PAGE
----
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Taiwan seeks to remove parents' legal right to hit children

03/22/2023 07:30 PM
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Attendees hold signs saying "I don
Attendees hold signs saying "I don't hit children" at a Humanistic Education Foundation news conference on April 27, 2022 to mark April 30 International Day to End Corporal Punishment of Children. CNA file photo

Taipei, March 22 (CNA) The Ministry of Justice (MOJ) is seeking to remove parents' legal right to punish children with physical violence, with violators in serious cases potentially losing custody of their children.

On March 14, the ministry announced plans to amend the part of the Civil Code that currently stipulates "parents may, within the limit of necessity, inflict punishment upon their children," (Article 1085) to outlaw corporal punishment.

Moreover, the amended law would also ban parents from inflicting "mental violence" on their children, requiring them instead to respect the child's personality, and parent in a manner consistent with the child's age and evolving capacities.

In drafting the amendment, the MOJ said it had consulted the UN's Convention on the Rights of the Child to define mental violence as "psychological maltreatment, mental abuse, verbal abuse and emotional abuse or neglect."

The ministry said it is in the process of involving the Ministry of Health and Welfare to detail what constitutes mental and physical violence, adding that the public can submit feedback on the proposed amendment until April 13.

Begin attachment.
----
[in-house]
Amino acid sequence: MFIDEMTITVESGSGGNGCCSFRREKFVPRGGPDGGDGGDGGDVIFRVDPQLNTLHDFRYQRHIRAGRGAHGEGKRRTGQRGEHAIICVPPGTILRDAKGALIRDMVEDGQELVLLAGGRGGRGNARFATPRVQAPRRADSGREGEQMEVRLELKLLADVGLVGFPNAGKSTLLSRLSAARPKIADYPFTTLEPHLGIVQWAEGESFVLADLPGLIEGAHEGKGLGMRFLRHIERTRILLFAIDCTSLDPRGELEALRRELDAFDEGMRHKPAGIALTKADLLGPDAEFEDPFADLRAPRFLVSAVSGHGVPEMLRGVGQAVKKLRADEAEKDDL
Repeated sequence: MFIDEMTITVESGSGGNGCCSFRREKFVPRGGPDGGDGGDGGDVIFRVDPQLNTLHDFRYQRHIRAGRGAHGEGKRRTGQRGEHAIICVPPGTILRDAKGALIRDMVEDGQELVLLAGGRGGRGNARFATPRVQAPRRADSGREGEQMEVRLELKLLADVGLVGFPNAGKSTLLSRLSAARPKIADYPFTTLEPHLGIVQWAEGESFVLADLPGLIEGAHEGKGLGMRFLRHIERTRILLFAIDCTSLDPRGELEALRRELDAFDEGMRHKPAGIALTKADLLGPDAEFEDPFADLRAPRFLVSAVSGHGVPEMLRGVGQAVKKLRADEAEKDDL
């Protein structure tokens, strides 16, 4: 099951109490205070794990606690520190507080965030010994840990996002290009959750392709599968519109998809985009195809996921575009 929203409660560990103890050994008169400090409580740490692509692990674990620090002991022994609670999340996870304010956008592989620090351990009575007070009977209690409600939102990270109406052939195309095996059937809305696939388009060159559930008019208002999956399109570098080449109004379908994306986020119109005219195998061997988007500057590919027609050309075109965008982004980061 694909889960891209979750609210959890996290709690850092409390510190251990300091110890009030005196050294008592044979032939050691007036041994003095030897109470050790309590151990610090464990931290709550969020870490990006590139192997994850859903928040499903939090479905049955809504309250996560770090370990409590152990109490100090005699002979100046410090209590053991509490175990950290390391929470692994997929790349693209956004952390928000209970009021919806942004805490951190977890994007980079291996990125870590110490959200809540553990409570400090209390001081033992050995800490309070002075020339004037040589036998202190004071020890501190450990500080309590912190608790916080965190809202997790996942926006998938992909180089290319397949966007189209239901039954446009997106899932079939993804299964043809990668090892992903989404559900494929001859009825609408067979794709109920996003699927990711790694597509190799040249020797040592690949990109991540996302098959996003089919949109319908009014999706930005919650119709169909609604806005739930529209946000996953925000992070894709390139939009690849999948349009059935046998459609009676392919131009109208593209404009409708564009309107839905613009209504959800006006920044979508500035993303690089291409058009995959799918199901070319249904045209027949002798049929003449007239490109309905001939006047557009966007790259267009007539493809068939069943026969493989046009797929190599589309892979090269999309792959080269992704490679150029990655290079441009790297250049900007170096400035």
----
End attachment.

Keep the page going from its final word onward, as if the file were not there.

However, the ministry also stressed that in rejecting any justification for physical and mental violence, it was not in any sense rejecting the concept of positive discipline.

The proposed amendment comes following a call from the UN for national governments to "take all appropriate legislative, administrative, social and educational measures" to protect children from all forms of violence, according to the ministry.

The proposed amendment also took reference from similar legislation in Japan, South Korea, France and Germany, it said.

In response to the ministry's move, the National Human Rights Commission under the Control Yuan called it a "landmark" in upholding human rights for children.

The commission urged swift passage of the amendment, while it also called for engagement from society to face up to the issue of child abuse at home.

Currently, Taiwan's law prohibits corporal punishment on school campuses. The amendment, if passed, would make Taiwan the fourth country in East Asia to outlaw corporal punishment at home.

Law practitioners have expressed optimism as well, saying the draft amendment provides better protection for children compared with the existing law.

Still, lawyer Lin Yin-ting (林殷廷) said there remains a gray area regarding what constitutes mental and physical abuse, adding that in practice, those cases could still be handled on a case-by-case basis.

(By Liu Shih-yi, Hsieh-Hsing-en and Lee Hsin-Yin)


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